Source: The Art Of Wrestling
Recently on The Art Of Wrestling, 'The Podcast King Of Chicago' Colt Cabana spoke with Lucha Underground's Johnny Mundo, formerly known as WWE's John Morrison. Among other things, Morrison talked about his WWE departure, why he left WWE, and why he used to "phone it in" during his first year on the indies.
"I wouldn't say I quit or was released. At the end of 2011, I just didn't resign. I let my contract run out. They offered me a couple of things. They didn't offer me what I wanted." Morrison continued, "I wanted to make a movie and I didn't want to work 250 days a year."
Moreover, Morrison explained that he was tired of not having "creative autonomy" and time for other projects.
"That's one of the reasons I left. I was tired of just kind of being on that express train, whatever you want to call it, so to speak. It just sort of shoots forward and you have no creative autonomy, no control over your time, and there's not much time for side projects or family and friends."
During the podcast, Morrison admitted that he does not "phone it in" on the indies anymore. While Morrison stated that he never tried to put on bad matches in his first year on the indies, he was distracted by trying to get his Hollywood career going.
"Over the last couple of years, I went from doing independents to make money from looking at it differently. I look at it now as every show I have, I'm building my brand. I don't phone it in anymore." Morrison continued, "you've got all this stuff in your head and it's not like you're purposely trying to have a bad match, but I've got pages of sides in my little computer bag and I'm at shows and I'm emailing my agent, following up with casting directors, so it's not like my head was necessarily in the game for the first year of independent wrestling."
Also during the interview, Morrison shared that when he left WWE, he thought he was going to take a year off and do a couple of movies.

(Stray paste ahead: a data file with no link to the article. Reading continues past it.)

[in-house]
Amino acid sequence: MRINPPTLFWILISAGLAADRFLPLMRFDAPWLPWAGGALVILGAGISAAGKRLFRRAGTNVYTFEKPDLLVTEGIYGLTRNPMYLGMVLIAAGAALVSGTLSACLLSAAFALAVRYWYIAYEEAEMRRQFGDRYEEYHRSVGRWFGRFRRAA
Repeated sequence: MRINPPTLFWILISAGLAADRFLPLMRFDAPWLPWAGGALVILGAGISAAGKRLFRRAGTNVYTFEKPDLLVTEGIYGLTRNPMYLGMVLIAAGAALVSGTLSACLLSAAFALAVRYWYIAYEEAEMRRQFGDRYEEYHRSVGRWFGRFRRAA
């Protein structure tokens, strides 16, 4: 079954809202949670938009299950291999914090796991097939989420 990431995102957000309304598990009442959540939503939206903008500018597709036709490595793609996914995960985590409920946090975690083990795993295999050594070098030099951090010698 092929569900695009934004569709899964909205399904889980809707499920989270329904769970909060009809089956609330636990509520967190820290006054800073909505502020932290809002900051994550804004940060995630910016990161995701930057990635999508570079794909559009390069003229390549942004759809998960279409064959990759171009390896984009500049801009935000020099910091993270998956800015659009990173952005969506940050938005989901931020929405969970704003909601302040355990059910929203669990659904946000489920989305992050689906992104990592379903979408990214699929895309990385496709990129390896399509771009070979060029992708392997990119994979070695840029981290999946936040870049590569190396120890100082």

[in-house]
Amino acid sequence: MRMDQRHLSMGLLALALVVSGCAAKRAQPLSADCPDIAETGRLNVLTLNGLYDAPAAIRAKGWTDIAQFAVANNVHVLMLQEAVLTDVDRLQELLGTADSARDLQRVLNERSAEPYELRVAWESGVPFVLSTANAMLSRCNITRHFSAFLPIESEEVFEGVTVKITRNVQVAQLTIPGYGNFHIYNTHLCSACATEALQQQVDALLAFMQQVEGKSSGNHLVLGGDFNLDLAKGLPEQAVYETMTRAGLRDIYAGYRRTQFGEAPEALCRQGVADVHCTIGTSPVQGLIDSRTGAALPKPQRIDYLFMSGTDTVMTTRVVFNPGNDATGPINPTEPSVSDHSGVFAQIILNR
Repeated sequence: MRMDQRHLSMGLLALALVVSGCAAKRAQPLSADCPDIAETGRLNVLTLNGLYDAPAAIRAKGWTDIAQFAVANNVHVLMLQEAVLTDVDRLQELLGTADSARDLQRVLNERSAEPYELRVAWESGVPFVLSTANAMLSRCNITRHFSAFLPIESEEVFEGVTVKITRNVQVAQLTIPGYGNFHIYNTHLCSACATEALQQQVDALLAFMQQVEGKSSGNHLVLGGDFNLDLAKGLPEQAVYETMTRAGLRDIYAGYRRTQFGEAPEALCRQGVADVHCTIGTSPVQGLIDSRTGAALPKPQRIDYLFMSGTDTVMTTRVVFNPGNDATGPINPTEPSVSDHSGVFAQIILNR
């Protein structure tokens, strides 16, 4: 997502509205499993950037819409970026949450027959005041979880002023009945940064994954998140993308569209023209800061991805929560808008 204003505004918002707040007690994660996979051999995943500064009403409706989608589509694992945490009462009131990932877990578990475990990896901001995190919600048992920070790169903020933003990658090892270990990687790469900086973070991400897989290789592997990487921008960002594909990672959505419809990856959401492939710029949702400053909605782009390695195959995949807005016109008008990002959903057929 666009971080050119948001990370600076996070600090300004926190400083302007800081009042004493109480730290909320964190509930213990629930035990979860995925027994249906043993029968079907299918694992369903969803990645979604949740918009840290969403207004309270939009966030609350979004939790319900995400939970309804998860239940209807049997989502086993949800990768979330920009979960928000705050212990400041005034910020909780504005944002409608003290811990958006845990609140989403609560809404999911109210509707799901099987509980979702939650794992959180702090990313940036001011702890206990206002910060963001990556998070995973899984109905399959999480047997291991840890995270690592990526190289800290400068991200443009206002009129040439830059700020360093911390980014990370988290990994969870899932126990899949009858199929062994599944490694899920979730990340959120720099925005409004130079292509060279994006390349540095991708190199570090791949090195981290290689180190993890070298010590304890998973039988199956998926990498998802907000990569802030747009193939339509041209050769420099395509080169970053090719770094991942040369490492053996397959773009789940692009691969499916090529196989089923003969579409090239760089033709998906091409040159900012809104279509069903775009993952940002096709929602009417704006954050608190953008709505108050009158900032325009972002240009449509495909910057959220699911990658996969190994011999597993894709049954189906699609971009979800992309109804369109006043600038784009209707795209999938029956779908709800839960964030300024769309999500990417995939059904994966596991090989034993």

"When you leave WWE, like, when I left I was thinking, 'maybe I'll take, like, a year off, and in that year, I'll probably do a Marvel movie, maybe a couple of movies. I don't know.' And, obviously, completely unrealistic."
This "unrealistic" thought process was also on display when Morrison believed his WWE run would open doors for him in Hollywood.
"I was thinking with the TV exposure I had with WWE, and it's kind of hard to explain to people sometimes how many countless hours you are on television when you've been on the road with WWE. I was thinking that was going to open doors, get me auditions, and get me into a lot of high profile roles. The thing that I didn't take into consideration is that acting, like wrestling, is a skill. And, as many people are fans of wrestling that are going to be excited to meet you, talk about what The Undertaker and John Cena were like, there [are] a lot of people out there who are movie producers and casting directors who are not impressed with wrestling on your resume."
Click here to check out the podcast. If you use any of the quotes that appear in this article, please credit The Art Of Wrestling with an H/T to Wrestling Inc. for the transcription. Thanksssssss.
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